doc-src/TutorialI/Recdef/document/Nested2.tex
author nipkow
Tue Aug 29 15:13:10 2000 +0200 (2000-08-29)
changeset 9721 7e51c9f3d5a0
parent 9719 c753196599f9
child 9722 a5f86aed785b
permissions -rw-r--r--
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\begin{isabelle}%
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%
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\begin{isamarkuptext}%
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\noindent
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The termintion condition is easily proved by induction:%
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\end{isamarkuptext}%
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\isacommand{lemma}\ {\isacharbrackleft}simp{\isacharbrackright}{\isacharcolon}\ {\isachardoublequote}t\ {\isasymin}\ set\ ts\ {\isasymlongrightarrow}\ size\ t\ {\isacharless}\ Suc{\isacharparenleft}term{\isacharunderscore}size\ ts{\isacharparenright}{\isachardoublequote}\isanewline
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\isacommand{by}{\isacharparenleft}induct{\isacharunderscore}tac\ ts{\isacharcomma}\ auto{\isacharparenright}%
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\begin{isamarkuptext}%
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\noindent
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By making this theorem a simplification rule, \isacommand{recdef}
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applies it automatically and the above definition of \isa{trev}
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succeeds now. As a reward for our effort, we can now prove the desired
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lemma directly. The key is the fact that we no longer need the verbose
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induction schema for type \isa{term} but the simpler one arising from
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\isa{trev}:%
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\end{isamarkuptext}%
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\isacommand{lemmas}\ {\isacharbrackleft}cong{\isacharbrackright}\ {\isacharequal}\ map{\isacharunderscore}cong\isanewline
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\isacommand{lemma}\ {\isachardoublequote}trev{\isacharparenleft}trev\ t{\isacharparenright}\ {\isacharequal}\ t{\isachardoublequote}\isanewline
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\isacommand{apply}{\isacharparenleft}induct{\isacharunderscore}tac\ t\ rule{\isacharcolon}trev{\isachardot}induct{\isacharparenright}%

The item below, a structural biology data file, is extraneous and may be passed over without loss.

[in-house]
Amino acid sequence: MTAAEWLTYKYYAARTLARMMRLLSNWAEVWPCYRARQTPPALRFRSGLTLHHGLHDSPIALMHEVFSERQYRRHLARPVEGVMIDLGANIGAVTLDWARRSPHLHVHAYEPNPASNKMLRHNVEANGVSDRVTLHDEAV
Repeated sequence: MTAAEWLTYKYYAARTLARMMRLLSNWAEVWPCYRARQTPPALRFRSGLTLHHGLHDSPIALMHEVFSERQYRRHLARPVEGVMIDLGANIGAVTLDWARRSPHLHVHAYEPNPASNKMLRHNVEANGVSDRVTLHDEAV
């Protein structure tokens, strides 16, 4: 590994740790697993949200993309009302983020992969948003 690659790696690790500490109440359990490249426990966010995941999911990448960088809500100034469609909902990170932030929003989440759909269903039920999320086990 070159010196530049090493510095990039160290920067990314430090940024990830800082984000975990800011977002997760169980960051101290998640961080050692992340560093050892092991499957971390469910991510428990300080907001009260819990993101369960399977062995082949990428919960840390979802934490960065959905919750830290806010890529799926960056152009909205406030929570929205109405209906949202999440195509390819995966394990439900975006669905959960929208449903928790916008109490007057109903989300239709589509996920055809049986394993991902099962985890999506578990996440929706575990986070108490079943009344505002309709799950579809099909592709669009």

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\begin{isamarkuptxt}%
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\noindent
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This leaves us with a trivial base case \isa{trev\ {\isacharparenleft}trev\ {\isacharparenleft}Var\ \mbox{x}{\isacharparenright}{\isacharparenright}\ {\isacharequal}\ Var\ \mbox{x}} and the step case
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\begin{quote}
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\begin{isabelle}%
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{\isasymforall}\mbox{t}{\isachardot}\ \mbox{t}\ {\isasymin}\ set\ \mbox{ts}\ {\isasymlongrightarrow}\ trev\ {\isacharparenleft}trev\ \mbox{t}{\isacharparenright}\ {\isacharequal}\ \mbox{t}\ {\isasymLongrightarrow}\isanewline
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trev\ {\isacharparenleft}trev\ {\isacharparenleft}App\ \mbox{f}\ \mbox{ts}{\isacharparenright}{\isacharparenright}\ {\isacharequal}\ App\ \mbox{f}\ \mbox{ts}
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\end{isabelle}%
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\end{quote}
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both of which are solved by simplification:%
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\end{isamarkuptxt}%
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\isacommand{by}{\isacharparenleft}simp{\isacharunderscore}all\ add{\isacharcolon}rev{\isacharunderscore}map\ sym{\isacharbrackleft}OF\ map{\isacharunderscore}compose{\isacharbrackright}{\isacharparenright}%
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\begin{isamarkuptext}%
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\noindent
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If the proof of the induction step mystifies you, we recommend to go through
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the chain of simplification steps in detail, probably with the help of
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\isa{trace\_simp}.
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%\begin{quote}
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%{term[display]"trev(trev(App f ts))"}\\
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%{term[display]"App f (rev(map trev (rev(map trev ts))))"}\\
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%{term[display]"App f (map trev (rev(rev(map trev ts))))"}\\
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%{term[display]"App f (map trev (map trev ts))"}\\